The electrified contact (CE) was mankind’s first and only source of electricity until the 18th century, but its true nature remains a mystery. Today, it is considered a critical component of technologies such as laser printers, LCD production processes, electrostatic coatings, separating plastics for recycling, etc., as well as being a major industrial hazard (electronic system failure, explosions in coal mines, fires in factories. chemical) Electrostatic discharge (ESD) with CEITRO ) the reason. A study published in 2008 character In a vacuum, I found that the ESD of simple duct tape was so strong that it produced enough X-rays to take X-ray pictures of a finger.
For a long time, two contact/shear materials were believed to be charged in opposite and uniform directions. However, after CE, two different surfaces are found to carry (+) and (-) charges. The formation of the so-called charge mosaic results in the experience of inherent heterogeneity of the materials in contact or the general “random nature” of CE.
A research team led by Professor Bartosz A. Grzybowski (Department of Chemistry) at the Center for Soft and Living Materials at the Institute for Basic Sciences (IBS) Ulsan National Institute of Science and Technology (UNIST) He has been investigating the source of the mosaic exports for more than a decade. The study, which is expected to help control the discharge of potentially dangerous static electricity, was recently published in the journal
In the paper published recently in Nature Physics, the group of Professor Grzybowski shows that charge mosaics are a direct consequence of ESD. The experiments demonstrate that between delaminating materials the sequences of “sparks” are created and they are responsible for forming the (+/-) charge distributions that are symmetrical on both materials.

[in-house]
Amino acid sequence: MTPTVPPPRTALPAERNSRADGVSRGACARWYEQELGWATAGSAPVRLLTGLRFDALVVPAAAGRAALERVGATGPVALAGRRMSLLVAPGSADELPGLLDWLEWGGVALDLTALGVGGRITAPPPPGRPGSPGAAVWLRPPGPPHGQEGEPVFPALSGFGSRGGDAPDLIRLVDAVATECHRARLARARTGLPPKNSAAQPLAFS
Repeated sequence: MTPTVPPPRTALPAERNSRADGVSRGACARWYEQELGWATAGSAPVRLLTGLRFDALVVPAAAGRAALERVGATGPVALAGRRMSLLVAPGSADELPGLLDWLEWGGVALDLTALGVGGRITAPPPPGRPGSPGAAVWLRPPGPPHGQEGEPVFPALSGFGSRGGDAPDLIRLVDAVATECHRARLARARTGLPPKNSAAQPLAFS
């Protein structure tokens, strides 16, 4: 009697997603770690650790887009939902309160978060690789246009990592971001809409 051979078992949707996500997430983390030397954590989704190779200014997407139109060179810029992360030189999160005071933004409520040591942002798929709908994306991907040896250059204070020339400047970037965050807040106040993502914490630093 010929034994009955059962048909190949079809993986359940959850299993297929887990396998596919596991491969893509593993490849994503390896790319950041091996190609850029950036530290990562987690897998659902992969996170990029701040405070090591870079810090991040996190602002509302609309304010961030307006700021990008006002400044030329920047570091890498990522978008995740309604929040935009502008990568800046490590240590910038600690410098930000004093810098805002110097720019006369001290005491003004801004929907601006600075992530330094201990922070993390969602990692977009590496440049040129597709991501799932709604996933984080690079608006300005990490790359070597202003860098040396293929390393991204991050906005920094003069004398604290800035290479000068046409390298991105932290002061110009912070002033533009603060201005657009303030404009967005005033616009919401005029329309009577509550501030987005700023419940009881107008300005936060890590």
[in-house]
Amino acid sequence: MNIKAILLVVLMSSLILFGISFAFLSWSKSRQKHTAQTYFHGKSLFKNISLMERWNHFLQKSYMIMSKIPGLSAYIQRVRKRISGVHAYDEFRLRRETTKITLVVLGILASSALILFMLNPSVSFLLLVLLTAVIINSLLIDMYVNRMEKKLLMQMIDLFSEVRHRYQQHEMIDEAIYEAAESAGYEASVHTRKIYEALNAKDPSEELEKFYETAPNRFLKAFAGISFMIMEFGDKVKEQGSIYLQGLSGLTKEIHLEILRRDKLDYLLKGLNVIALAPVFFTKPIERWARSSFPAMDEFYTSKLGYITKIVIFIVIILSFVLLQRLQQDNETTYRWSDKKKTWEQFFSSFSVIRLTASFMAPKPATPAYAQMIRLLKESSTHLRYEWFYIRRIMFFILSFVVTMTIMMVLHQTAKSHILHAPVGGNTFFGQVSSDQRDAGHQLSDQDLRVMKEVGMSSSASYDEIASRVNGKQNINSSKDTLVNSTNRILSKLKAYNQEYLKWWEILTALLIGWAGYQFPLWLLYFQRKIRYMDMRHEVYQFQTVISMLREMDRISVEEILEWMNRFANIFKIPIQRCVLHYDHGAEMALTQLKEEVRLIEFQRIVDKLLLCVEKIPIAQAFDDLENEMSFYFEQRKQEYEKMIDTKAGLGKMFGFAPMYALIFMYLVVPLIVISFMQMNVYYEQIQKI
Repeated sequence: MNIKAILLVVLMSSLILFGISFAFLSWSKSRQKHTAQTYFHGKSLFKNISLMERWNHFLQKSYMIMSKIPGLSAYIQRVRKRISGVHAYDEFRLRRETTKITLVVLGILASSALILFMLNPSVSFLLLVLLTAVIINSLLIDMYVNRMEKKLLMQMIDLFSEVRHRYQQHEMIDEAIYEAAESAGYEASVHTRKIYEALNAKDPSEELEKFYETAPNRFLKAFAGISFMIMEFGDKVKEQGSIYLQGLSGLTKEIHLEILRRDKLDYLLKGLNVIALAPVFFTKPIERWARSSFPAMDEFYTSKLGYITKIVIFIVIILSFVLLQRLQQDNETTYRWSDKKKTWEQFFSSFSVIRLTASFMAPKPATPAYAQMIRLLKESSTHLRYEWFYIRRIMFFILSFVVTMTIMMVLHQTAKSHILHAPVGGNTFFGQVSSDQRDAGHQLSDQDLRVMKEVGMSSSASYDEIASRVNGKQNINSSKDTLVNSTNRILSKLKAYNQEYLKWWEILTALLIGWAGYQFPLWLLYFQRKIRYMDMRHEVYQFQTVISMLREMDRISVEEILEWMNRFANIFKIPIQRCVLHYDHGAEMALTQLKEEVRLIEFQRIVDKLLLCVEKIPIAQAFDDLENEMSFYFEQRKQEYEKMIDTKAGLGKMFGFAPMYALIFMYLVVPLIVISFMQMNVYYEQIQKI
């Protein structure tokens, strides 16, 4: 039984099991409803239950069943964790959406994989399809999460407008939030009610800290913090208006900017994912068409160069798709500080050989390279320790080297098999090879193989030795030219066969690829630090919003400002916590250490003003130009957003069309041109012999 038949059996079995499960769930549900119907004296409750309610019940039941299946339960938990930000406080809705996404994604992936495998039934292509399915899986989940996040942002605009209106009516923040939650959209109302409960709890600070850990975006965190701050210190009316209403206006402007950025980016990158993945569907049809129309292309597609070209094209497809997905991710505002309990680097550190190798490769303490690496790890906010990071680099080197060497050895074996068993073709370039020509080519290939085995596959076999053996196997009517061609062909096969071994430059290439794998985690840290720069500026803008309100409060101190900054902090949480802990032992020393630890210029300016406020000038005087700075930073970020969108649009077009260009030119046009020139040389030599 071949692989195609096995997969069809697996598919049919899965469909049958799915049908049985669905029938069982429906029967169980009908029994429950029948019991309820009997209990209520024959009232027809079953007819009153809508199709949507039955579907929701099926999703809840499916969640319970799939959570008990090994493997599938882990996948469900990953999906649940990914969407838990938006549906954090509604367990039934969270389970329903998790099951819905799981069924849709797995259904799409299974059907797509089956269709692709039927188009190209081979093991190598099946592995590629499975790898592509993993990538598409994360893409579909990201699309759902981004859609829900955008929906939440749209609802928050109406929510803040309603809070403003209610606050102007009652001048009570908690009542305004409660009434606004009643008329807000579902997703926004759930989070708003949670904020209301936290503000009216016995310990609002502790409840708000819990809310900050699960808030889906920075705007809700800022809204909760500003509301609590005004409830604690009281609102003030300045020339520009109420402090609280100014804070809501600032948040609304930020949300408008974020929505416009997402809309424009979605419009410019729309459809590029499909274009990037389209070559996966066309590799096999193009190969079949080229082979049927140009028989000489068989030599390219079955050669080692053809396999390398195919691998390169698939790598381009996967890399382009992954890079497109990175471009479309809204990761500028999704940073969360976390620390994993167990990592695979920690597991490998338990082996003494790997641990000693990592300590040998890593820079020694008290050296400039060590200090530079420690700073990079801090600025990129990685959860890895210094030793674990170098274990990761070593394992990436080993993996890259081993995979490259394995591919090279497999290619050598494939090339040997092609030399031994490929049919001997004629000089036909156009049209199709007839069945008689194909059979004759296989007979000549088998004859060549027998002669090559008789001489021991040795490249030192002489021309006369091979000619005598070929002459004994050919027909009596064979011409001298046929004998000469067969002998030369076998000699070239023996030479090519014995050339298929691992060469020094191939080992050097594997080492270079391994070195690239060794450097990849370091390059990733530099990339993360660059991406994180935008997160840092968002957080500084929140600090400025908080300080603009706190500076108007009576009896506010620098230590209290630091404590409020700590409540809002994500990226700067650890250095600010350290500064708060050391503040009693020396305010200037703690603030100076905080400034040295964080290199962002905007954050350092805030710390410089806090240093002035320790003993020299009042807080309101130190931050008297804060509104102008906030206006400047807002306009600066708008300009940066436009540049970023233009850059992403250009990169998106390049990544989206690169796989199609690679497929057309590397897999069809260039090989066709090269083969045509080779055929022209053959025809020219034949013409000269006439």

“You might think that a discharge can only bring charges to zero, but it actually can locally invert them. It is connected with the fact that it is much easier to ignite the ‘spark’ than to extinguish it,” says Dr. Yaroslav Sobolev, the lead author of the paper. “Even when the charges are reduced to zero, the spark keeps going powered by the field of adjacent regions untouched by this spark.”
The proposed theory explains why charge mosaics were seen on many different materials, including sheets of paper, rubbing balloons, steel balls rolling on Teflon surfaces, or polymers detached from the same or other polymers. It also hints at the origin of the crackling noise when you peel off a sticky tape – it might be a manifestation of the plasma discharges plucking the tape like a guitar string. Presented research should help control the potentially harmful electrostatic discharges and bring us closer to a true understanding of the nature of contact electrification, noted the research team.
References: “Charge mosaics on contact-electrified dielectrics result from polarity-inverting discharges” by Yaroslav I. Sobolev, Witold Adamkiewicz, Marta Siek and Bartosz A. Grzybowski, 8 September 2022, Nature Physics.
“Correlation between nanosecond X-ray flashes and stick-slip friction in peeling tape” by Carlos G. Camara, Juan V. Escobar, Jonathan R. Hird and Seth J. Putterman, 23 October 2008, Nature.
“The mosaic of surface charge in contact electrification” by H. T. Baytekin, A. Z. Patashinski, M. Branicki, B. Baytekin, S. Soh and B. A. Grzybowski, 23 June 2011, Science.
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